And we who confess faith in God,
keep clinging to trust in a loving, moral, and active God.
We know the change may not be soon.
We may not live to see the change.
But the arc of God, we say, is bending toward justice,
toward healing,
toward shalom.

Now . . . critics may call this a mere coping mechanism.
When real life doesn’t line up,
with what we say is God’s will,
we prop up our faith by saying
God is moving in that direction,
just not on our timeline.
But this is not just good coping strategy.
It’s good theology.
It’s the story of a good God.

God is good, and does good.
It’s good news that God does not coerce us, or anyone.
I trust God’s way of love and invitation, instead of coercion,
to one day bring about the result God wants.
I trust that God’s goodness is more powerful than our evil.
I trust that the gentle pressure of the hand of God,
keeps the arc of the universe bending toward justice.
When a baseball player hits a high fly ball,
we know . . . we know . . . the ball will not rise forever.
Gravity presses it down, and it forms an arc.
We are certain that ball will land on the ground
somewhere, sometime.
That’s how I trust God’s hand to bend the arc of the universe
toward justice.

To live life, is to take a chance, to make a bet.
No matter what kind of religious or secular framework we choose.
No matter our belief system.
If we try to live life with intention, with meaning of any kind,
we take a chance.
Because we know we cannot control how life unfolds.
We are at the mercy of a power greater than our own.

I’m placing my bets on a God who loves us unconditionally,
and is at work to bring about justice in our universe.
I want to live my life under that arc.
I want to trust that God is not coercing anyone,
but God’s gentle hand is on the arc.

When we live under the arc of a God who loves justice,
who delights in abundance,
who revels in beauty and peace and joy,
it frees us!
It frees us to put away anxiety and fear of scarcity,
and instead live lives of lavish love and generosity.
Thanks be to God!

The context of Paul’s words to the church in Corinth,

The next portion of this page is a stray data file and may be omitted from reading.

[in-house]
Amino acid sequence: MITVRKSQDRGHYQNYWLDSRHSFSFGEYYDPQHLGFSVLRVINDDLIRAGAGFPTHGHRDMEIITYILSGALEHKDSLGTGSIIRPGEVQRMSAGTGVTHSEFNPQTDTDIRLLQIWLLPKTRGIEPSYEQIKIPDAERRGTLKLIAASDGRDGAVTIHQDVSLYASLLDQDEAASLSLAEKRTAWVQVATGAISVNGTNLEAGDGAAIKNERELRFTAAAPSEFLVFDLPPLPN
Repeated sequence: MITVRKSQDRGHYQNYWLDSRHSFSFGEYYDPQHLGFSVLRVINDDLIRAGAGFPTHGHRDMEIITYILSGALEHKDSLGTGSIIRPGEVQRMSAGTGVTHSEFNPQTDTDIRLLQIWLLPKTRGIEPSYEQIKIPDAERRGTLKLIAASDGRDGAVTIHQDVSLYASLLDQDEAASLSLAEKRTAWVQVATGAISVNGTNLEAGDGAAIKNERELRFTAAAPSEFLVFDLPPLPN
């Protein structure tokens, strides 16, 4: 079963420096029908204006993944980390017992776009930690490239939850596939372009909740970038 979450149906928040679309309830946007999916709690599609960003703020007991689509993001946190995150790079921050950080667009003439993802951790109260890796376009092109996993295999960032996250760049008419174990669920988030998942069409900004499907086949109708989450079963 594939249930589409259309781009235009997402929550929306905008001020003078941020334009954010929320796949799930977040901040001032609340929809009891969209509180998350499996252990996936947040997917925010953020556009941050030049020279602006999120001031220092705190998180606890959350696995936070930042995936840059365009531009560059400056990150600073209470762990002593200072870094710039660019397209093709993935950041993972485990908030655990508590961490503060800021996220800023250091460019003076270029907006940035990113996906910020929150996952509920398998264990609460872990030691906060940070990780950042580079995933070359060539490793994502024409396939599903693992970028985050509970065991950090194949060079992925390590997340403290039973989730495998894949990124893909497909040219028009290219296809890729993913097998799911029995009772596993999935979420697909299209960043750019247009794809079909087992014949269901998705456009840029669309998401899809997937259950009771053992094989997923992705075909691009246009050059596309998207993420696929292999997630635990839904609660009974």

was to urge them to loosen their grip,
open their hands,
and in gratitude for God’s provision for them,
share freely with others.

This is why we do Thanksgiving.
The just-completed harvest reminds us of the arc of God.
It reminds of God’s steadfast love and faithful provision.
And it frees us to live lavishly, and put on a rich feast.
Instead of getting stuck in a myth of scarcity and anxiety.

This is also why we use a Faith Promise process
to build our annual spending plan here at Park View.
We operate on an assumption of trust in a generous God.
We don’t just pick a random big number to aim for each year,
and then beg and plead at the end of each year,
or wring our hands in anxiety that we won’t make it.

We start with an assumption of God’s generosity now,
and invite you all to reflect on God’s generosity,
and, by faith, choose how you will respond to that generosity.

Still, we all struggle, myself included,
to live under the arc of our generous and justice-seeking God.
We fear scarcity, we obsess over the present ills of the world.
We don’t trust that the arc actually bends in the right direction.

Let us confess that struggle.
Read with me the prayer of confession found in your bulletin.

one God whose arc is abundance and peace, joy and justice,
        we confess we often see only scarcity and strife, suffering and sin,
        and we get stuck in a spirit of anger and fear, 
        of mourning and dread.
all Help us see your arc of justice, and move with it.
        Help us trust your arc of peace, and rest in it.
        Help us believe in your arc of abundance, and take delight in it.
        Help us sense your arc of deep joy, and let it wash over us.
one Let us give thanks to the God 
        who provides, who loves, who accompanies,
        who leads us into a bountiful, whole, joyful, and just future.

—Phil Kniss, November 21, 2021